When we ask friends or colleagues, family or loved ones: Is everything fine? It’s all too easy to take their first answer at face value. Many people will say they are okay, even if nothing could be further from the truth.
Perhaps they don’t want to be any trouble, or they have an issue they think is embarrassing. If you have asked them this question in the first place, however, it’s usually because you sense something is wrong.
Of course, we also ask ourselves the same question. And we often provide the same answer. Maybe we’re feeling down or a little anxious. None of us likes to admit that we have a mental health problem and may need help and support.
Is everything fine?
Take a moment to consider the question carefully. If it’s not, they say no. It’s important not to bottle up problems such as depression or feelings of anxiety. It’s not a sign that you are weak or stupid. It’s a first step in getting the support you need.
Take a look at this video from mentalhealth.org.uk, it highlights what we’re saying perfectly:
Getting Help With Your Mental Health
The trouble with many people is that they are likely to keep issues such as their mental health secret. Even close loved ones can be excluded from our true feelings. Recent initiatives to get us to talk more about our mental health have been effective in many countries, but there is still a long way to go.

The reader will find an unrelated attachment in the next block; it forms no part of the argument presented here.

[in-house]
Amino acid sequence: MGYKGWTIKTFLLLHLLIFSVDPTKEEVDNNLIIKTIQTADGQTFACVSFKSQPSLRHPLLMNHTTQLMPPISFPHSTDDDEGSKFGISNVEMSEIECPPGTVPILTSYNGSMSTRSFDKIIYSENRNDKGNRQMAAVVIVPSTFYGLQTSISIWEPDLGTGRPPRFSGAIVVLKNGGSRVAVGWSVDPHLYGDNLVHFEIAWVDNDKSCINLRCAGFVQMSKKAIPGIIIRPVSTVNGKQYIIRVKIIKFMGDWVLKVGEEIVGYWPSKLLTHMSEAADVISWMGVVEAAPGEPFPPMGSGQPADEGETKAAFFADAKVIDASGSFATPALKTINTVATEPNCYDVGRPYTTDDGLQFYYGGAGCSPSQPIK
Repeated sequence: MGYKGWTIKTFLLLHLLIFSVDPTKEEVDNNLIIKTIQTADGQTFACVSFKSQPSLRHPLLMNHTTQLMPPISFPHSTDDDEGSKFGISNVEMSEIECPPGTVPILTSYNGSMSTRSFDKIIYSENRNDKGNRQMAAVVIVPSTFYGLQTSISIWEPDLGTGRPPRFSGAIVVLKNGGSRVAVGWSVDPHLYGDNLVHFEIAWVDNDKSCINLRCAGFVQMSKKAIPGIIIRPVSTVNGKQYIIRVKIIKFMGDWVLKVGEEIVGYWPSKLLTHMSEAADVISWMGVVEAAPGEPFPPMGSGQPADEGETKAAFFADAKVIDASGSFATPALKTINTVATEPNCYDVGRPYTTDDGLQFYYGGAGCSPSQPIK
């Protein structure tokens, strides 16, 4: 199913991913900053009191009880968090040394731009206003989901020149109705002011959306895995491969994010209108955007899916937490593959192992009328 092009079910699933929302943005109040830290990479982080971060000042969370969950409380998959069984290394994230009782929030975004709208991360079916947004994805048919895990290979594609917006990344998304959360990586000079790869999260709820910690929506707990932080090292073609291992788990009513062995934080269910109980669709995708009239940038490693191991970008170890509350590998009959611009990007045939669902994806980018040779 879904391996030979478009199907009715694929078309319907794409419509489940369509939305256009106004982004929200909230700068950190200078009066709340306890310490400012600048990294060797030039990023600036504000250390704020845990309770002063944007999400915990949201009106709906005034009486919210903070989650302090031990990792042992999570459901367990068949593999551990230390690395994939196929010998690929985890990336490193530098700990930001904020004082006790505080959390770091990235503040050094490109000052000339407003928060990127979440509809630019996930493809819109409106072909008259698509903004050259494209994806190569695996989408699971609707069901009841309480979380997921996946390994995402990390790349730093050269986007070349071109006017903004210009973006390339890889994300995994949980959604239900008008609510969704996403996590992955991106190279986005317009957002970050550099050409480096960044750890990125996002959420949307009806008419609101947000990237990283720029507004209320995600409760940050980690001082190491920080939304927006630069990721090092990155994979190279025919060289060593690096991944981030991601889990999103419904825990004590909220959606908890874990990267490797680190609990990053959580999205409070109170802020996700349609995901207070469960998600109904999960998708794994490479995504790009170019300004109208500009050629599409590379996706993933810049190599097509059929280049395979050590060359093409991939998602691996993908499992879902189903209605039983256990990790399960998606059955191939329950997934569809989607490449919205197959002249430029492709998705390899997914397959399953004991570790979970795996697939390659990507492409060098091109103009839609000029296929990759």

Mental health is often seen as a stigma. The things is, though, it’s good to talk. When we unburden ourselves to close friends or family, it’s generally the first step to addressing the issues we face.
If you broke your leg, you wouldn’t hide it away, would you? You would get to the hospital and have it treated. Then why do we so often try to ignore or conceal mental health and wellbeing issues? While we’re getting better at talking and awareness is increasing in this area, the truth is it can still be challenging for some people to open up.
Talking, however, can be very therapeutic. Take this example from Time to Change of someone who spent more than ten years struggling with anxiety before they are finally opening up:
“Ironically “coming out” and being honest about my anxiety was the best thing I ever did. Never underestimate the power of truth: I felt as though a great weight had been lifted from my shoulders. I finally accepted how I was feeling and got some much-needed help.”
Supporting Someone with Mental Health Problems
Of course, when someone asks ‘is everything fine?’ it instantly becomes a two-way conversation. While we may be bad at telling someone that we have a problem, we’re not too good at listening either.
Maybe that’s because we expect the person to say they are okay and not actually burden us with ‘their problem.’ Listening skills are critical in encouraging someone with mental health challenges to talk more openly.
Supporting someone who has these kinds of challenges is an obligation all of us should be willing to undertake. It pays to dig a little deeper if we feel there is something wrong and let a loved one know that they have a friendly, non-judgemental person they can express their feelings to.
Yes, it’s not always easy, and it can be challenging to find the right person to open up to, but talking is also often the first step in moving forward and helping to solve a mental health issue.